We have already known about the whiter-than-white Justice and Development government’s hubris and arrogance.
We have heard them tell foreign leaders to mind their own business, to get lost.
We have witnessed the heavy-handed, violent response to anyone protesting. We saw the indiscriminate use of tear gas and water cannon, leaving a trail of death and injury during the Gezi protests of last year.
We have heard the prime minister praising the police for their heroic, epic response.
We have seen countless examples of journalists being publicly dressed down, even worse being pushed out of their jobs. Only last week, during their joint press conference, the visiting Spanish prime minister witnessed Mr Erdogan’s rage against a reporter for daring to ask a question about corruption allegations. .
We knew about their boldness, audacity, recklessness all too well.
But until today, none of us knew the extent of their shamelessness.
Last year in June, during the Gezi protests, a hijab-wearing woman with her baby in a pram, claimed to be attacked by a group of shirtless, black leather gloved men, sexually assaulted, sworn at and peed on outside Istanbul’s busy Kabatas ferry terminal. These serious allegations were repeated by the Prime Minister, widely reported and discussed in the social media, causing widespread indignation.
Some Gezi protestors, both men and women, were accused of going into a mosque near Gezi , with their shoes on, drinking alcohol inside and behaving improperly.
These allegations voiced by senior officials and used to justify heavy-handed response to the protestors were repeated endlessly but never proven. However, when the muezzin of the mosque in question denied such actions took place, he was promptly removed from his post.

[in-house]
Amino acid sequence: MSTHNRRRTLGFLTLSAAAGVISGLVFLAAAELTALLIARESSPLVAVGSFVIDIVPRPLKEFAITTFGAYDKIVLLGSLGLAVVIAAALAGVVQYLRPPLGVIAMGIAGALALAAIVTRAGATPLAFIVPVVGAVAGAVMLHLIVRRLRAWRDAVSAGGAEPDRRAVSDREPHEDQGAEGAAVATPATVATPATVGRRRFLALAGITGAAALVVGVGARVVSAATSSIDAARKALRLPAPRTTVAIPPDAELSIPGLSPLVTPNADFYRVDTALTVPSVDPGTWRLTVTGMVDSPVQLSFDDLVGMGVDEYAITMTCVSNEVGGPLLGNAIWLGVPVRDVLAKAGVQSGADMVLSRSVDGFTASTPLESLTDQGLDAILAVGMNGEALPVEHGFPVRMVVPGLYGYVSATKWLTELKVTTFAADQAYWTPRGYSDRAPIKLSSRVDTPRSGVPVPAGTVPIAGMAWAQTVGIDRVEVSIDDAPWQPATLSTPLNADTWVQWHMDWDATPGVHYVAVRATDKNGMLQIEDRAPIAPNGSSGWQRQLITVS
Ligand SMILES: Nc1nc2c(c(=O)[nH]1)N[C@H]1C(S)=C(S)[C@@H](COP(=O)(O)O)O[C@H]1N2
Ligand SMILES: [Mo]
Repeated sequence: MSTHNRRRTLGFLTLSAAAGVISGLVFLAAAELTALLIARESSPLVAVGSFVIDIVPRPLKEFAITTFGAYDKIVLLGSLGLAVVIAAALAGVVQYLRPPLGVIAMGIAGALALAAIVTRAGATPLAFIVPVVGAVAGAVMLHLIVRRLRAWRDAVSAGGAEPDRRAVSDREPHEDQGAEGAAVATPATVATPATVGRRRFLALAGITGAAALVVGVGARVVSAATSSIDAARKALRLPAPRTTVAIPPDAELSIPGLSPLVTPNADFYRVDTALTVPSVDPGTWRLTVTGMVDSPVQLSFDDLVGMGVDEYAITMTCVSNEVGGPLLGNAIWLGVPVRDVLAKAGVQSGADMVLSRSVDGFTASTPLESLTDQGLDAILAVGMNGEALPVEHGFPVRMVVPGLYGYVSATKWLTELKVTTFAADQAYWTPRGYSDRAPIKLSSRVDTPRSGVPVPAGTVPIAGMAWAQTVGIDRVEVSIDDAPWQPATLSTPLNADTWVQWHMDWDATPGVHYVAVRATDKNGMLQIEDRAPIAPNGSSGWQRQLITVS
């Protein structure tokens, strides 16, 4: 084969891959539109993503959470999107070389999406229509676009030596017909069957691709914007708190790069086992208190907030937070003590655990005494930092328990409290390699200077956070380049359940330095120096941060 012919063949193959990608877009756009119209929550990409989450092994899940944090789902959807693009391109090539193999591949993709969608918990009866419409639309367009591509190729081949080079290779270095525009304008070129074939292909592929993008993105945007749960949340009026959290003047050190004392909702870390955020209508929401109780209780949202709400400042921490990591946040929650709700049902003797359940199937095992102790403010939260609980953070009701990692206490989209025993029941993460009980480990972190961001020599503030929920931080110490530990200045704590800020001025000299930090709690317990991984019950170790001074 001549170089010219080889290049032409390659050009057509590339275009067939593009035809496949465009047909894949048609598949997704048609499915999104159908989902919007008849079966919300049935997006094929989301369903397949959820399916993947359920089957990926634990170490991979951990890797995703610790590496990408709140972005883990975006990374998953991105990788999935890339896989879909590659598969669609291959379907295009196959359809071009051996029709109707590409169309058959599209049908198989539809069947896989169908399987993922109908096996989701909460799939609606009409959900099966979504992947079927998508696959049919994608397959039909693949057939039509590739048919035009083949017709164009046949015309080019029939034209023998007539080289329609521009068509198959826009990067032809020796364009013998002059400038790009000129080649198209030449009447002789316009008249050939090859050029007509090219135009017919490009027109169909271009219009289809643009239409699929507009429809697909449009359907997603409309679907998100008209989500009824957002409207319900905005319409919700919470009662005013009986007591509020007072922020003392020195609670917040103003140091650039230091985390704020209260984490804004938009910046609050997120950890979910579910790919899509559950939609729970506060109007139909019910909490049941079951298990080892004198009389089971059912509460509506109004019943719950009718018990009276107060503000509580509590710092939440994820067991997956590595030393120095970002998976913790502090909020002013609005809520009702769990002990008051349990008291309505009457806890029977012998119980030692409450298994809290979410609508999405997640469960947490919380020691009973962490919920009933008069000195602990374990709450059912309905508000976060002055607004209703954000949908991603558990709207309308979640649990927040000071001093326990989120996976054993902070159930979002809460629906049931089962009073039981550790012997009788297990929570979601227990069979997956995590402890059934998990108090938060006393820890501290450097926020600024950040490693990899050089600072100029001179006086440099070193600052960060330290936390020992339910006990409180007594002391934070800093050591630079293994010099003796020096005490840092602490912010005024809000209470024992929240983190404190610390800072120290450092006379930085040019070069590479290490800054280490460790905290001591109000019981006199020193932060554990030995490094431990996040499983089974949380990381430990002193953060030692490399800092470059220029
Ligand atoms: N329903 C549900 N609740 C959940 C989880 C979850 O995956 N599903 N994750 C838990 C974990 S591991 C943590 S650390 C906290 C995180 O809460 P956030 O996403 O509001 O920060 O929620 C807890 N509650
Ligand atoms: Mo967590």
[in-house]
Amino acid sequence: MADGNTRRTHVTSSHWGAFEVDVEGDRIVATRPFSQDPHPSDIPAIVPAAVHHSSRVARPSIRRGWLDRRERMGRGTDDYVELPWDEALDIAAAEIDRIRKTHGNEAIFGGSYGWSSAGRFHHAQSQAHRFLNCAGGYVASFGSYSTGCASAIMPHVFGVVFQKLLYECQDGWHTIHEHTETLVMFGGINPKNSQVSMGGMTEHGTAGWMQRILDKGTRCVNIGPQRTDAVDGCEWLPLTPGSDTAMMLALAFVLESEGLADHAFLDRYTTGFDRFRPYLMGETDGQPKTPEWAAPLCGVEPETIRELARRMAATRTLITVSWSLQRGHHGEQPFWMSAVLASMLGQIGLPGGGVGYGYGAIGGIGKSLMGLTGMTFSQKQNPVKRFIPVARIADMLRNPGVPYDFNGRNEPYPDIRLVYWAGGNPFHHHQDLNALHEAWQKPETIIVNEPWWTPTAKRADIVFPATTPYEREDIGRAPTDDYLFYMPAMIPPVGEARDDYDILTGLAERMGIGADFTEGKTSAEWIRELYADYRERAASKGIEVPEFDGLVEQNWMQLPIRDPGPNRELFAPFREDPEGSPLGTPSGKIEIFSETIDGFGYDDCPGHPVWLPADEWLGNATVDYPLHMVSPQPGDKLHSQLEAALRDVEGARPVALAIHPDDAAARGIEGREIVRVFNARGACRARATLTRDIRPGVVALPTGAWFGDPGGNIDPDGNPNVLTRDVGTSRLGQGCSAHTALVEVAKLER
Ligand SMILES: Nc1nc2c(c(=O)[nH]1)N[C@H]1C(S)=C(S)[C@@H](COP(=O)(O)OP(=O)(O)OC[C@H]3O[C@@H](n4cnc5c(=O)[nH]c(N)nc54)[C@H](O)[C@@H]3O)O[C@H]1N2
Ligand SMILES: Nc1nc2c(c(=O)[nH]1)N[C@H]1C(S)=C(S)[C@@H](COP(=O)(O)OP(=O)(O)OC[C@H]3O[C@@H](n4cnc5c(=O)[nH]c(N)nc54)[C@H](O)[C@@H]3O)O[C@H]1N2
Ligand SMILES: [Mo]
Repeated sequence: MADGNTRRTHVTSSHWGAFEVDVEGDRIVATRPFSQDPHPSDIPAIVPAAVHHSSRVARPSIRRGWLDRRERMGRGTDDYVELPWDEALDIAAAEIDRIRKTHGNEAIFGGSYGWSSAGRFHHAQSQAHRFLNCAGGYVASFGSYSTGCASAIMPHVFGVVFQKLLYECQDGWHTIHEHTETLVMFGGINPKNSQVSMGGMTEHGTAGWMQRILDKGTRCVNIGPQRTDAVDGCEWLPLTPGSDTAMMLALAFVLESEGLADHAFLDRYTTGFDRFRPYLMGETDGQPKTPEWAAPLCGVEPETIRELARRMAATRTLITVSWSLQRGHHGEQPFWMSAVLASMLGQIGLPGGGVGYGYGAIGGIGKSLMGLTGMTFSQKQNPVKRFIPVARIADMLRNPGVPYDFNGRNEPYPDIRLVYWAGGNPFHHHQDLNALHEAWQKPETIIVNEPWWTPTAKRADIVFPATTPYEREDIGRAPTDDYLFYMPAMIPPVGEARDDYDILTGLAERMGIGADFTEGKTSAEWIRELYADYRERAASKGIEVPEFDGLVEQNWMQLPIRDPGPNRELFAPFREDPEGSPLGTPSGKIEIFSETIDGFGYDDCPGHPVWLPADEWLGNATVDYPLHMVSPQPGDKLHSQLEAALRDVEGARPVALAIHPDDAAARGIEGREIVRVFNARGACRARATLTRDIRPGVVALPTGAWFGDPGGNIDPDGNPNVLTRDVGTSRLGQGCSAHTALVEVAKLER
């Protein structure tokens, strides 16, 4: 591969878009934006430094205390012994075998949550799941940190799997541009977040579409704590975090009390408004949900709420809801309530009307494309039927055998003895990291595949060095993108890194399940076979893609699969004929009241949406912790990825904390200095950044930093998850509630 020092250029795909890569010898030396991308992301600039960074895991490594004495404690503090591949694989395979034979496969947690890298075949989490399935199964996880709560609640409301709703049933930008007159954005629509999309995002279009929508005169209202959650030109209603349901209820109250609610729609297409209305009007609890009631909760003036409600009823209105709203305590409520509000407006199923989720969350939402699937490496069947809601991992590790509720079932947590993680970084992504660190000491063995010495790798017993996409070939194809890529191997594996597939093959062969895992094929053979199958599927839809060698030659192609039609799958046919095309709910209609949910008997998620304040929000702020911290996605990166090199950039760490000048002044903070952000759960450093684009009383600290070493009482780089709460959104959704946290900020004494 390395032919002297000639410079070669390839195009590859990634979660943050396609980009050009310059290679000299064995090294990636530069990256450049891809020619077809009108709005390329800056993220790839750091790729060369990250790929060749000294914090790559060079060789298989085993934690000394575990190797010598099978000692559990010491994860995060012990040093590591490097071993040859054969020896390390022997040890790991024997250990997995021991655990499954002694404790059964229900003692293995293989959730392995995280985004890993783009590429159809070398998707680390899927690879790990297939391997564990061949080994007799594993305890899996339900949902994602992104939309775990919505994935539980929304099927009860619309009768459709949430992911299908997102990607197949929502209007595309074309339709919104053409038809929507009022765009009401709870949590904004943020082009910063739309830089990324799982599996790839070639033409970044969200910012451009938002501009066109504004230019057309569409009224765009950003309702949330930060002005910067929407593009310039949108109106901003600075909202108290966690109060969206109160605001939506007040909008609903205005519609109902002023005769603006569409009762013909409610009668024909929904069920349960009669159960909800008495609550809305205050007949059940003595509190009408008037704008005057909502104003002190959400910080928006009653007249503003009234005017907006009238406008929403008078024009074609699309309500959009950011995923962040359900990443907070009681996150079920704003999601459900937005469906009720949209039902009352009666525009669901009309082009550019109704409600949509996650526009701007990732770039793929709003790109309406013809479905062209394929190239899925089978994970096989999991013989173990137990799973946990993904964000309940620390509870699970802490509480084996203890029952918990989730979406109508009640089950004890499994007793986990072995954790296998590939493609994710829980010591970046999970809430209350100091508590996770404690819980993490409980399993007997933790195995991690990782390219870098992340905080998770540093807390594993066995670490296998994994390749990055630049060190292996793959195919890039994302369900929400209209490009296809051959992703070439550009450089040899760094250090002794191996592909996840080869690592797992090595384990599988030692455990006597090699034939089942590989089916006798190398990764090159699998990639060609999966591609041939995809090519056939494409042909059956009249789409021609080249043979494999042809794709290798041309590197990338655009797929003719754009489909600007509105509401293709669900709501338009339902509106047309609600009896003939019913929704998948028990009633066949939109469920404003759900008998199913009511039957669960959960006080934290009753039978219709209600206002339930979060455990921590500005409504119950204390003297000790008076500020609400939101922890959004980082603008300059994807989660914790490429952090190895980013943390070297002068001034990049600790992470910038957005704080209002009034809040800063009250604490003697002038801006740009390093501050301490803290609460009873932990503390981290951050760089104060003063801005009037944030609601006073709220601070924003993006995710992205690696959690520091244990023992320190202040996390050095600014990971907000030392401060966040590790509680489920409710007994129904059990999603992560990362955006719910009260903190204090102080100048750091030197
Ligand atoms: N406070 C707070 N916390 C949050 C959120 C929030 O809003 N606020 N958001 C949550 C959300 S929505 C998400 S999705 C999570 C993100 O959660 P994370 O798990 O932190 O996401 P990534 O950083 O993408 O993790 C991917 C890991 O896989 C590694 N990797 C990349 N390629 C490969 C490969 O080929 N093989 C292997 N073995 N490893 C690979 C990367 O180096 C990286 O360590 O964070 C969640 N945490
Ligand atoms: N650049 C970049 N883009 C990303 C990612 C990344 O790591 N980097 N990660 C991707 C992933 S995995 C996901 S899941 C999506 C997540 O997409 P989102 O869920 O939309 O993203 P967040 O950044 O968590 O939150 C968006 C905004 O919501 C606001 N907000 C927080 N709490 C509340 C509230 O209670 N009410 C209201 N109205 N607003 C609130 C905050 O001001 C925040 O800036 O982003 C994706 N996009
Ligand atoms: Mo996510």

On Thursday, the 13th of February, one of Turkey’s main tv channels, Kanal D broadcast some pictures from the CCTV recording of the alleged incident.
It clearly showed the woman in question, waiting with her pram, surrounded with commuters and security personnel, people going around their business and no extra-ordinary action taking place.
What is clearly a blatant lie, repeated by the highest authority with the duplicity of some well-known journalists, seemed to merit only a short and terse statement from the Interior Ministry.
It said the complaint about the attack was lodged with the prosecutor in Istanbul and being investigated.
So, what is next?
One thing is for sure. We are now beyond expecting anyone in authority to bow their heads in shame.
Would people that are responsible for this potentially dangerous provocation be made to answer in court?
Likelihood is that any brave prosecutor daring to bring a charge will find himself promptly removed from the case or exiled.
Every day last week, a new recording has emerged, implicating those close to the government being knee-deep in sleaze.
We have heard tapes where the Prime Minister was asking the media bosses to alter their news coverage. Not only he has already admitted he has done that but Mr Erdogan has defended his action saying that he has a right to stop speech intending to insult him.
Several recordings circulating on the internet showed how government officials including the prime minister and his son gave instructions to a media executive about what and what not to report.
The fact that these leaks are provided by what the prime minister calls “the parallel state” is disconcerting. Yet, no one is denying their authenticity.
With such heavy censorship of the mainstream media, Turkish public is turning to a less-controllable medium, the internet.
The new amendments to the internet law which aim to bring stricter controls have been criticised by the European Union, the Council of Europe, the OSCE as well as countless other freedom of speech campaigners. The draft law was approved by the Parliament on 5 February.
Appeals to President Abdullah Gul to use his power of veto have very little chance of succeeding. The president who has 15 days to either veto in full or demand changes to the law has already indicated that there were a few points of concern and they were working on it.
So, as in previous occasions, if there are still some people believing the president will provide the much needed checks and balances in Turkey, they are again likely to be disappointed.
This post is also available in: Turkish